What would happen if our houses were made of chalk? Rocks and Soils with Y3's

There was less story from Carmel today, and more of an opportunity for the children to be IN the story as trainee geologists. This afternoon, the Y3s got busy with rocks, using materials - kindly provided by Sheffield Museums. 

Their task was to identify which of the 3 rocks in their tray was sedimentary, which metamorphic and which igneous.  They dropped water from pipettes to see which of the samples were porous.  They scratched the surface of each rock type with coins, iron nails and quartz.  They investigated which of the samples contained crystals, and which was shiny or dull, smooth, or rough. 

We all wore goggles whilst Carmel used the hammer to bash the three rock types and see which ones broke under force.

Whilst chatting with Watercliffe’s trainee geologists, we asked which of the three rocks would build the best houses.  My group agreed that because water runs off shiny slate, it might be good for a roof.  And we noticed that chalk sucked up water like dry sand on a beach, so that wouldn’t be useful for building houses. 

I shared how chalk was used on blackboards in the classroom when I was their age (and got some very strange looks…) We all got distracted by the sparkles in the granite – how magical our cities would look if houses were built out of stones full of crystals!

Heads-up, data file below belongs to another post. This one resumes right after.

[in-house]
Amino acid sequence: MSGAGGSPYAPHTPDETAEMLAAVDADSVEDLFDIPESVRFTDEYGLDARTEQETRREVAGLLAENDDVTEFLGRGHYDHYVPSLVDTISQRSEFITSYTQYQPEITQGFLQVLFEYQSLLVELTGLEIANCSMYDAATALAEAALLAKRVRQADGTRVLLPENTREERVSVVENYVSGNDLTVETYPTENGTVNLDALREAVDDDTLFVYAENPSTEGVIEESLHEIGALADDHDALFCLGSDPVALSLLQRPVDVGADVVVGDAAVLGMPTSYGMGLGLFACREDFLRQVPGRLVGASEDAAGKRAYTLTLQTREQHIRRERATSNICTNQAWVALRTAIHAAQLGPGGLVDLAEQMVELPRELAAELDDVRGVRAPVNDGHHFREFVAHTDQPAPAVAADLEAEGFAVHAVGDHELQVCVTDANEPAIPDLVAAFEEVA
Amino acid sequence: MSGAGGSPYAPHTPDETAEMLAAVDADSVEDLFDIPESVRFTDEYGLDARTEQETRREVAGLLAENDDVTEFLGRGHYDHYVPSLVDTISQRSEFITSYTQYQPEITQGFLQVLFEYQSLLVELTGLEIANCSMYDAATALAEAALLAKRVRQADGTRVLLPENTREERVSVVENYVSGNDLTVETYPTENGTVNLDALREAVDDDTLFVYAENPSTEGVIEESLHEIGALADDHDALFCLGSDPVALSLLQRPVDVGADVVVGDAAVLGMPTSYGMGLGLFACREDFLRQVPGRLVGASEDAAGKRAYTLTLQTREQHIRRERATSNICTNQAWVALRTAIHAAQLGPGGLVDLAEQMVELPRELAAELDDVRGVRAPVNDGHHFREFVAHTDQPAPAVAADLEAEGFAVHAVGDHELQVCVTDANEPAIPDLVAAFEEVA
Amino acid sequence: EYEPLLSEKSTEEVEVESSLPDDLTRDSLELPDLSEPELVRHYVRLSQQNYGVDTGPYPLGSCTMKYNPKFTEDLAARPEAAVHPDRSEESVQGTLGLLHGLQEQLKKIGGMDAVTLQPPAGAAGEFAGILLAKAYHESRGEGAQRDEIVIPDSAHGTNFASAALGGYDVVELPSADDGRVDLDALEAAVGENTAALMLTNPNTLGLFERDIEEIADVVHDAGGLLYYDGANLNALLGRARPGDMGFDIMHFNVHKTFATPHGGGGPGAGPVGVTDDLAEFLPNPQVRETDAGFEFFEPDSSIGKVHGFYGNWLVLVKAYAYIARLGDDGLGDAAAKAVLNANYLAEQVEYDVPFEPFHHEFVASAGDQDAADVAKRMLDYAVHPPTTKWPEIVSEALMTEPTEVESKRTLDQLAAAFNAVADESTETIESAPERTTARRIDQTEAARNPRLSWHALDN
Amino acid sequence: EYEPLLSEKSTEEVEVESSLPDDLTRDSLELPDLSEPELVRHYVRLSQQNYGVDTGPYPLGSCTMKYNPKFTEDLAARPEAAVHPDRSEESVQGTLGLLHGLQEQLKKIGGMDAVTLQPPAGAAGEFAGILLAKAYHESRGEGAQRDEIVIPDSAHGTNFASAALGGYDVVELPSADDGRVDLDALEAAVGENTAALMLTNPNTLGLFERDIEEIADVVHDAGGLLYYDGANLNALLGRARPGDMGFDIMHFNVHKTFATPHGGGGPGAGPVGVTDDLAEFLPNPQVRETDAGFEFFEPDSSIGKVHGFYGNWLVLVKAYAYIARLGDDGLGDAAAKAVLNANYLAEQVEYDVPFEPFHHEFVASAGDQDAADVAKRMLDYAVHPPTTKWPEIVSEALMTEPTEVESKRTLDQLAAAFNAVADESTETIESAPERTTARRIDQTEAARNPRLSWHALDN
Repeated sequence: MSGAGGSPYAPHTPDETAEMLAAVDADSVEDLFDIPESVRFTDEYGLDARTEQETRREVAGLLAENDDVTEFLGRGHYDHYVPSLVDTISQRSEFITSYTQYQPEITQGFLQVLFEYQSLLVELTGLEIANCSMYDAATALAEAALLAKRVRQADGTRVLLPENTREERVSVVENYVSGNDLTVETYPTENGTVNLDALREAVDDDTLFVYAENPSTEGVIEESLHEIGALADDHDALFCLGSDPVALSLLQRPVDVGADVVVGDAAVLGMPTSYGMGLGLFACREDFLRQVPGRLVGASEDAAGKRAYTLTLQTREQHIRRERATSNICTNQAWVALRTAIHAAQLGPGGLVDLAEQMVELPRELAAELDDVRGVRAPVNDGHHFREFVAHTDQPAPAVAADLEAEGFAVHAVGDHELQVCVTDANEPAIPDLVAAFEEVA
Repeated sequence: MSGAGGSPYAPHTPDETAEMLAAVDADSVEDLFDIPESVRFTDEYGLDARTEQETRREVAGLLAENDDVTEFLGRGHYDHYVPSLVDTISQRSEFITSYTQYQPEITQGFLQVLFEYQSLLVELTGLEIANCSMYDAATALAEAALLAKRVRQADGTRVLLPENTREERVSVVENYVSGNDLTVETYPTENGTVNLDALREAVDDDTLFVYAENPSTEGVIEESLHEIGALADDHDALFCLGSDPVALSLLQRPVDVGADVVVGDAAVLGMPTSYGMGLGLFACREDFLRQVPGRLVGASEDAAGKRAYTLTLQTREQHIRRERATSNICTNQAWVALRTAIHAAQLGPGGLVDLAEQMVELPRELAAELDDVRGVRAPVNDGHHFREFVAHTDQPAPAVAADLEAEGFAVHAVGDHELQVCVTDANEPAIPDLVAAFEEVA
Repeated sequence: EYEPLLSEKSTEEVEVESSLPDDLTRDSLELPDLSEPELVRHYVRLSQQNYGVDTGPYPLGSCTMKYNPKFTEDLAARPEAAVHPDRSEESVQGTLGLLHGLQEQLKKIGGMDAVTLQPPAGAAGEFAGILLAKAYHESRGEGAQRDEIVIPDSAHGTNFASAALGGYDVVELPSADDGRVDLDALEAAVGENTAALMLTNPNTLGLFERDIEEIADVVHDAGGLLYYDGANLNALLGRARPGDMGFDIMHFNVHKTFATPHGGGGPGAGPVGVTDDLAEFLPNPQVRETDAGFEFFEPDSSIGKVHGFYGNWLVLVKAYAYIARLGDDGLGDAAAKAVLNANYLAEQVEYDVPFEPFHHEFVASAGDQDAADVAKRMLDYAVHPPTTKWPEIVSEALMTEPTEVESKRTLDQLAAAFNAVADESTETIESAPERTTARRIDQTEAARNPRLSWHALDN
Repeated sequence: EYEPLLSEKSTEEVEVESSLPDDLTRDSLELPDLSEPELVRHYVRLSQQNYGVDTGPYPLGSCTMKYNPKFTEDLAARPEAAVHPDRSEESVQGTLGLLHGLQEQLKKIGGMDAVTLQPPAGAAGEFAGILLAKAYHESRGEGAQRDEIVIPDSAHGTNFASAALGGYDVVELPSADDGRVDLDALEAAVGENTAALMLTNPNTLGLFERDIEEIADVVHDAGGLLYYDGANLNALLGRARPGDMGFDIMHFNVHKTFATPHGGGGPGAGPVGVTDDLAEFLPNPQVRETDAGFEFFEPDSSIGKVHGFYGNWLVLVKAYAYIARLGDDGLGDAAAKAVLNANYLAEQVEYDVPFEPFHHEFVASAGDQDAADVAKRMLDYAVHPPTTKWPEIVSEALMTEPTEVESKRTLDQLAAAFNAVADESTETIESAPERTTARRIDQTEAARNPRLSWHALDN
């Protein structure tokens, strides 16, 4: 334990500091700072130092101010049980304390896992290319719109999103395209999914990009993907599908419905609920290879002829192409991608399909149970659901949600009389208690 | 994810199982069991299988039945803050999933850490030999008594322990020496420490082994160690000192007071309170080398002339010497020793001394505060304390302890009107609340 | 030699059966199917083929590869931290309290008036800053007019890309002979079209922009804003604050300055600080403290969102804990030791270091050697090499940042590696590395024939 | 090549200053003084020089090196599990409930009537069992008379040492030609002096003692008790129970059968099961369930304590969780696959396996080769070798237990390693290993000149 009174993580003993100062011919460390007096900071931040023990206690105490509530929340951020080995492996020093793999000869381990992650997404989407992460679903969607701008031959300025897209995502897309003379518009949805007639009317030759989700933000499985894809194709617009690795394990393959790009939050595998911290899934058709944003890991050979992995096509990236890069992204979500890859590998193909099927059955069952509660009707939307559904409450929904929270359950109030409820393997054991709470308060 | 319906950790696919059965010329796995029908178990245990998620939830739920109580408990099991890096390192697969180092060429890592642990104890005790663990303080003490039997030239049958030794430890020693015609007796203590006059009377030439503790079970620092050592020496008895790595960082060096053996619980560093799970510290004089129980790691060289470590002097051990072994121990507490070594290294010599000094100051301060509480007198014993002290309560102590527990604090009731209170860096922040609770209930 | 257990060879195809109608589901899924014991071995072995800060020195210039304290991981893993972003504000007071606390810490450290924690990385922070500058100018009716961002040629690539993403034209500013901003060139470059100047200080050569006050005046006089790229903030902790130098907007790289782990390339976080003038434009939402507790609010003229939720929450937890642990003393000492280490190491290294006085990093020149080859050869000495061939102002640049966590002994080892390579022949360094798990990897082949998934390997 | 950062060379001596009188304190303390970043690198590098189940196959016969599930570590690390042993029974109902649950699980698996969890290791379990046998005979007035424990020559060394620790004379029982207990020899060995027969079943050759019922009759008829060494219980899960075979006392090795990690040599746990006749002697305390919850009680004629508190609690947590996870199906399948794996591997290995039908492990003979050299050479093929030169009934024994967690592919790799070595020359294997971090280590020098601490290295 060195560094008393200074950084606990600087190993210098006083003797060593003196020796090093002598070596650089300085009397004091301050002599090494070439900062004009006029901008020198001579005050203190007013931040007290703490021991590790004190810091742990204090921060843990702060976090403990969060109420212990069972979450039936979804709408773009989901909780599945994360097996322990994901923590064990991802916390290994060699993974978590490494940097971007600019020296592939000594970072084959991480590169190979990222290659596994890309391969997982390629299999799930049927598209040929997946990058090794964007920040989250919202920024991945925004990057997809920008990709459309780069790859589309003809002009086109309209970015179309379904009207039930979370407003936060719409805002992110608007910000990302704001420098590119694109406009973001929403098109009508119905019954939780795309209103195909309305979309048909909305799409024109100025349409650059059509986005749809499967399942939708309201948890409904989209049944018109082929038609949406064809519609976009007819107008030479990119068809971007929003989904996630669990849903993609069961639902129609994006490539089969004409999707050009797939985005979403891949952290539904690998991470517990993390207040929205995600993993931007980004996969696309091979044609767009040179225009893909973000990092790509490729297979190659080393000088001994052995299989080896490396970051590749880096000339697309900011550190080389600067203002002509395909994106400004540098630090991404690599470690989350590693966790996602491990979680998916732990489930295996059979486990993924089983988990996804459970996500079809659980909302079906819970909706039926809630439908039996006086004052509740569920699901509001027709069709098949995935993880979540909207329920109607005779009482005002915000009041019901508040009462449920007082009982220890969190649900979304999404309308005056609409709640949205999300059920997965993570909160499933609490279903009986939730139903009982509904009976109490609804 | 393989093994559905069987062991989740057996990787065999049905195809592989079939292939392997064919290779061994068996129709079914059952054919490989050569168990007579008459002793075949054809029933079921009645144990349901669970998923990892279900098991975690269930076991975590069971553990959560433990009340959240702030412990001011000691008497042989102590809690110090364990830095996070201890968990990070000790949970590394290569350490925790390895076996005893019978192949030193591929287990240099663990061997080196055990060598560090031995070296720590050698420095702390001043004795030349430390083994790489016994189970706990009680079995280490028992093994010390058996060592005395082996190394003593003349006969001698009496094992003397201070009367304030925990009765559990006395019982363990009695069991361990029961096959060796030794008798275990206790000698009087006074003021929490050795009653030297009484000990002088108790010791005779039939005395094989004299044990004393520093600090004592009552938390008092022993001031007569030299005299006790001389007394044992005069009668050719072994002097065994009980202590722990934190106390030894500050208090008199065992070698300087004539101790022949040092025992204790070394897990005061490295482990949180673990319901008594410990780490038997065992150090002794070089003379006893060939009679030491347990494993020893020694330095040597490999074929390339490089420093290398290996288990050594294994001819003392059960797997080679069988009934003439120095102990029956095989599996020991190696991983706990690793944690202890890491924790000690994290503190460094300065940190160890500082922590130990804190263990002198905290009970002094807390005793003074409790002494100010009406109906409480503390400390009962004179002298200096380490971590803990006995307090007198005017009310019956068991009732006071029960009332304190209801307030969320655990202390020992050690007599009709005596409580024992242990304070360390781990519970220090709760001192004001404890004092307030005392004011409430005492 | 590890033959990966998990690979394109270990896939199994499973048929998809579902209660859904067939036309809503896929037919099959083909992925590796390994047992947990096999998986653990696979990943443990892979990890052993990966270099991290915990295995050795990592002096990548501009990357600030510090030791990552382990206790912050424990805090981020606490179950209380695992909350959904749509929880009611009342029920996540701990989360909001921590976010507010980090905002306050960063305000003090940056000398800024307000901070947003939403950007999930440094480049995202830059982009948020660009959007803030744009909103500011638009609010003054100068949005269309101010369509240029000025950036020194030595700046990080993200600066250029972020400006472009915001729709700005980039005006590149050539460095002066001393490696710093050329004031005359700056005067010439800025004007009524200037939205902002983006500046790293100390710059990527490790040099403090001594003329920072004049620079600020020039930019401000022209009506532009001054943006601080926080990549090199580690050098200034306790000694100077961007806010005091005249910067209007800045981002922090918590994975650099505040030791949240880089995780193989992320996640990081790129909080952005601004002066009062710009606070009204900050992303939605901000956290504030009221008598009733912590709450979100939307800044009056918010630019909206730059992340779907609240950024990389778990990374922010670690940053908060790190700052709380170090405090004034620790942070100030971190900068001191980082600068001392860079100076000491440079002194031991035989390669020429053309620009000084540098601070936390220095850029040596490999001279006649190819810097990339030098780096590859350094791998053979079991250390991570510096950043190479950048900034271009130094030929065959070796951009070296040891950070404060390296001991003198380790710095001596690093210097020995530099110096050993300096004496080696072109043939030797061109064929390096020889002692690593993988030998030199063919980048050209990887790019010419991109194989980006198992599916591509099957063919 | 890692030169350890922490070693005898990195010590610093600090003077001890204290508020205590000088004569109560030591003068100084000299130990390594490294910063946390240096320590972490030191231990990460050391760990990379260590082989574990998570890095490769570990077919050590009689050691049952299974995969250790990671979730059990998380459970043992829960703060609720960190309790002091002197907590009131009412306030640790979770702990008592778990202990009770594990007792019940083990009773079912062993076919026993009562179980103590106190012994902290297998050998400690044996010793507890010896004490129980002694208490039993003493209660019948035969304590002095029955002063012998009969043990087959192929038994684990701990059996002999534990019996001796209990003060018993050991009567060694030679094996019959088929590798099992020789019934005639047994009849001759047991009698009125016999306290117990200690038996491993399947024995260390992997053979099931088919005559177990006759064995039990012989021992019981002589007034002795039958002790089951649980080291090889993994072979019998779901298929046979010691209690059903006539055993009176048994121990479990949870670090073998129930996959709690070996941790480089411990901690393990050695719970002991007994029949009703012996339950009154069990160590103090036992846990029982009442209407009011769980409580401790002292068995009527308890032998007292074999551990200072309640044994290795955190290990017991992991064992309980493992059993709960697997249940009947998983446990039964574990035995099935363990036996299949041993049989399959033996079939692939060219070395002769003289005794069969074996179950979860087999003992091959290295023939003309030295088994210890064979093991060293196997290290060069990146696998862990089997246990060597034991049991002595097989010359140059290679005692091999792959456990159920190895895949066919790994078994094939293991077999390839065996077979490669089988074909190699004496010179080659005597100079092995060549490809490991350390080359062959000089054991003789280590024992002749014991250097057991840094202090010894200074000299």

We spent time remembering that porous rocks like white chalk are sedimentary; that the grey, shiny slate had once been soft like chalk but had been changed under pressure to become metamorphic; and that those sparkly crystals in the granite had been formed by the heat from molten lava.  No wonder they look magic!

Carmel the Geologist explains to the children how sedimentary rock becomes metamorphic rock when put under pressure.

This is the fifth blog in a series written by Sophie Hunter about the work done in Watercliffe Meadow Primary School in Shirecliffe.

Further information

Carmel Page is a fantastic Storyteller, Community Artist and Creative Mentor. Read all about her work and get in touch here.


This work is part of 'Culture on the Doorstep - Sheffield Curriculum Adventures.' Read all about it.

Across South Yorkshire, 4 Local Cultural Partnerships are exploring how place-based learning, within the context of a 15-minute neighbourhood, can build the cultural capital of children and young people. Create Sheffield, Evoke Kirklees, Leeds CEP and Spark Wakefield are running 4 simultaneous pilot programmes in our communities from September 2022 - December 2023. These initiatives are supported by IVE, the ACE Bridge organisation for Yorkshire and the Humber. In Sheffield, the pilot is also supported by Sheffield Museums and Sheffield Hallam University.